Wednesday, September 11, 2013

Retro Retrospective #2 : Rising Retro Popularity Pt. 2 - Online Auctions are your friend!

When I last left off with Retro Respective, I was ranting about the sudden climb in retro game prices within the last few years. Stores where you used to be able to buy some classic old school games for cheap, are now riddled with pricing inflation. With the ability to shop at stores pretty much nullified, you are only left with a few other avenues of acquiring said games to add to your ever growing collection. But for this portion, I am going to talk to you about one of the most popular methods used by everyone today - Online Auctions.


Now, I know there are a slew of other "online auction" sites out there, and some of them even focus on video games, but eBay and are probably two of the best places out there that you may be able to find a good deal. If you know of any other ones, feel free to share them with the rest of the class.

Before we jump into the tricks of the trade, let me point out some of the pros and cons of shopping for retro video games online, especially within online auctions.


  1. Ability to find games to add to your collection for minimal face value.
  2. Option to buy games in bulk, allowing you to lower your final cost per game.
  3. Possibility of free shipping, depending on the seller.
  4. Ability to actually FIND a game you are looking for is exponentially easier than stumbling upon it in a store.
  5. Saves Time.
  6. Saves Money (if you know what you're doing, and how to buy effectively)

  1. Dealing with people you don't know. Risk of buying from an "untrustworthy seller". Stick with sellers with positive REP.
  2. Not able to SEE the game in person. You may not always get exactly what you want, even if there are pictures on the auction.
  3. Dealing with auction SNIPERS - unavoidable.
  4. Dealing with fakes - this DOES happen.
  5. Receiving broken goods. Either it was broken in the first place, and you were lied to, or you've dealt with the monster that is USPS / FED EX / UPS / etc.
  6. Addictive - trust me, this is a real issue.

Pretty close, huh? If you enter into the domain of online auctions, you are treading on thin ice. It's a make or break scenario most times, and you have to be extremely careful.

So here are a few tips I hope will help out in your retro hunts online.

  1. Know your retro game values - Before buying a game you want, look through the completed auctions and figure out the average for the game. Look at only SOLD auctions, don't bother looking at auctions that didn't even get a bid. Use that as your basis for determining your games value, as that usually signifies the demand. Find a game constantly being sold between $5-$10? Look for it between $6-$7.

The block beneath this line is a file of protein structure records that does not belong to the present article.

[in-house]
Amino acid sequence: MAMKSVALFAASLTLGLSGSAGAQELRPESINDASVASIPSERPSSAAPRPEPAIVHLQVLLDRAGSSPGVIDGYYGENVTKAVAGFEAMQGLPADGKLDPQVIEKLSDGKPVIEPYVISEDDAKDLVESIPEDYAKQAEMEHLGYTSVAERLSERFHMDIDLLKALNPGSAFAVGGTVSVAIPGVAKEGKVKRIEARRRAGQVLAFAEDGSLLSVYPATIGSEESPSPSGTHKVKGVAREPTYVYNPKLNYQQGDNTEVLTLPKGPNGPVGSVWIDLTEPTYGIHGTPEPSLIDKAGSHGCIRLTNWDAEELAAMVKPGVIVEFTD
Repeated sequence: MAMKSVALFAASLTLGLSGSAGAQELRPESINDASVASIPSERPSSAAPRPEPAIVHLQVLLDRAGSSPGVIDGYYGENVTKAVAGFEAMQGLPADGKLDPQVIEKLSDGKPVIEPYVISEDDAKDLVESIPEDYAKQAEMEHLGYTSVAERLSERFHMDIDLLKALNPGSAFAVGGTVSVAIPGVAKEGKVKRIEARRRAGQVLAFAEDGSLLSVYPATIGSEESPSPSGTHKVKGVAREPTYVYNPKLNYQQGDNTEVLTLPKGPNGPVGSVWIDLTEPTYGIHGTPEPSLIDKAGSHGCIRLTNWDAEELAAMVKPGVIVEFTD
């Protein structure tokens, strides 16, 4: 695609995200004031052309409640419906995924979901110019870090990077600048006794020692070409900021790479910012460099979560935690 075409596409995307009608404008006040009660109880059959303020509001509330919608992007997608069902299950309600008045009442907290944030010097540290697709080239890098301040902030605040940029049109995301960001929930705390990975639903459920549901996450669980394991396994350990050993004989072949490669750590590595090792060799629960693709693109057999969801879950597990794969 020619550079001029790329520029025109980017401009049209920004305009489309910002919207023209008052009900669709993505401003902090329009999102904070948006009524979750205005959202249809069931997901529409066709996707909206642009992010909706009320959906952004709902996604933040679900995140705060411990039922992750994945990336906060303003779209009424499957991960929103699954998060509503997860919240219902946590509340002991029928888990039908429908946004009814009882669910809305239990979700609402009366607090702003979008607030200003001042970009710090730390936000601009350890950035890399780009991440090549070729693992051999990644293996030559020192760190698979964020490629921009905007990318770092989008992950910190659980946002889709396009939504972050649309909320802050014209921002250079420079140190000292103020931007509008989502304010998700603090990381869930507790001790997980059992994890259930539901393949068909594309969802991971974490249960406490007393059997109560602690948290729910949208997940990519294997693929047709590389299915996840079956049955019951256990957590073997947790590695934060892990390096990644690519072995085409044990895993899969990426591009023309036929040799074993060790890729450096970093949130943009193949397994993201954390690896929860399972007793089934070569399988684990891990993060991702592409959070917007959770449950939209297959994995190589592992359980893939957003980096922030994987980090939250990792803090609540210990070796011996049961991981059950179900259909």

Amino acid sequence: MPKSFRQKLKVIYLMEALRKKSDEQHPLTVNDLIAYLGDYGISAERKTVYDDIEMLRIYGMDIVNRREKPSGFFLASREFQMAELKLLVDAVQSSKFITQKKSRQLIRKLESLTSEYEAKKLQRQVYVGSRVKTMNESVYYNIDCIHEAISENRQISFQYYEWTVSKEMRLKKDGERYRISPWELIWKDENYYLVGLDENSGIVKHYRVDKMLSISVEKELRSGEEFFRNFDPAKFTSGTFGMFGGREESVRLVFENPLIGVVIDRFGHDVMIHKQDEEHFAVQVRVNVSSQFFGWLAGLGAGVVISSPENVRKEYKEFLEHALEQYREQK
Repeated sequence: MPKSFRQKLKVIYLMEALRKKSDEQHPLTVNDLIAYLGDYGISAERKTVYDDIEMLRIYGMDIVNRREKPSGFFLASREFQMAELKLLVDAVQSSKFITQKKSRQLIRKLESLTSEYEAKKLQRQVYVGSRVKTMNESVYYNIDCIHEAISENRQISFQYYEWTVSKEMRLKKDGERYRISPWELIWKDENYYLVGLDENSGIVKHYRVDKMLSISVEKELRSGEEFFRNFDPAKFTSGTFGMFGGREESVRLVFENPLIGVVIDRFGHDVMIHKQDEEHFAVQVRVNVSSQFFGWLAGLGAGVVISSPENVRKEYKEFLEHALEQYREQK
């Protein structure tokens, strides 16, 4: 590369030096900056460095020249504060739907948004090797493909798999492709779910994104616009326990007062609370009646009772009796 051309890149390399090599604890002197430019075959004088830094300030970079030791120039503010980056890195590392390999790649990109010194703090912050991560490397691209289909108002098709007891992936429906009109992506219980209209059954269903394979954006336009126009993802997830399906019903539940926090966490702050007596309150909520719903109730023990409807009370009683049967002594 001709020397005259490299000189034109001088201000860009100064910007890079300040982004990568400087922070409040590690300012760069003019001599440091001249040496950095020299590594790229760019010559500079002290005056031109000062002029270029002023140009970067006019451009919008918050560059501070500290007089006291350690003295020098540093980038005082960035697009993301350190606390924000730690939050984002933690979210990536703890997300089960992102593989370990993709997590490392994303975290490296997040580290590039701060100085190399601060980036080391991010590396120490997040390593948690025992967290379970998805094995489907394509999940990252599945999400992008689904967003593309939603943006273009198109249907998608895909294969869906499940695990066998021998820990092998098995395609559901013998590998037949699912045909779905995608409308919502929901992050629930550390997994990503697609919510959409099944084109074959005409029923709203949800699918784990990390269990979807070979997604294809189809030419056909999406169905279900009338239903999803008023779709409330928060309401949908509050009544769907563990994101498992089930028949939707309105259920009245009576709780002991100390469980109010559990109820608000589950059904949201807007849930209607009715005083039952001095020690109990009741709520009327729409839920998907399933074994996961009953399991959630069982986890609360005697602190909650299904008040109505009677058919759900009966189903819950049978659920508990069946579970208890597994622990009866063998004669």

2. Check your auction times - I've found that I am able to get retro games at cheaper prices, just by looking at the ending of an auction. I had bought a lot of SNES RPG games including Chrono Trigger, Secret of Mana, Secret of Evermore, Illusion of Gaia, and Ogre Battle for around $120 (that's not a joke), just because the auction ended during the Super Bowl. A few other people were in a bidding war with me, but not as many as usual. Looking for auctions that are ending at odd times, add to your chances that less people will bid, and if they do bid, less effectively.
  3. Buy in bulk when able - sell games you already have! - One thing I have started doing recently, is buying "lots". For example, a lot of 20 NES games, that when added up, are cheaper than buying individually. Any duplicates I have, I just sell back as singles on auction sites. I'm basically earning some money back, and keeping the games that I didn't have in the first place. A great way to build up your collection, while at the same time earning some $$ in return and keeping your costs low. The one problem with this, is that it is usually hard to find "rarer" games within these lots, or if you do, the prices are usually MUCH higher. Be careful, and be sure to check what games you're buying in your lots. You'll typically find only generic / common games.

  4. High Value Games Tend to Fluctuate in Price - time it! - This is something that you have to pay a lot of attention to. Most of the rare retro games that are out there vary in price depending on the time of year, current popularity of the game, and the amount of games available  (either in auctions, or just in general). One of the best examples to use, is Earthbound. Now, I'm totally biased with this game, as it is my current favorite, but this game is also one of the most expensive games to buy for a collector. Especially if you want it CIB. I was a sucker, and sold my original copy of earthbound (with box and strategy guide) for $150. This was almost 8 years ago. Now, the same thing goes for $300-500. The game itself goes for around $150-200. But it all depends on when you buy! Look for a downward trend in prices, and snag it when you feel its lowest. There's also a great site for earthbound that shows you what the current trend is. Too bad this doesn't happen with all games, but that's where YOU Have to do the research.


So that's just a little bit on online auctions, and how they can be used to your advantage when building your retro game collection. Now take my advice with a grain of salt, as it doesn't always work. But keep at it, and above all BE PATIENT, and you'll steadily watch your collection grow without spending a fortune.

When we talk again on Retro Retrospective, I'll talk about another means of acquiring some retro games without breaking the bank. GARAGE SALES!

Until next time. Keep on Gaming.



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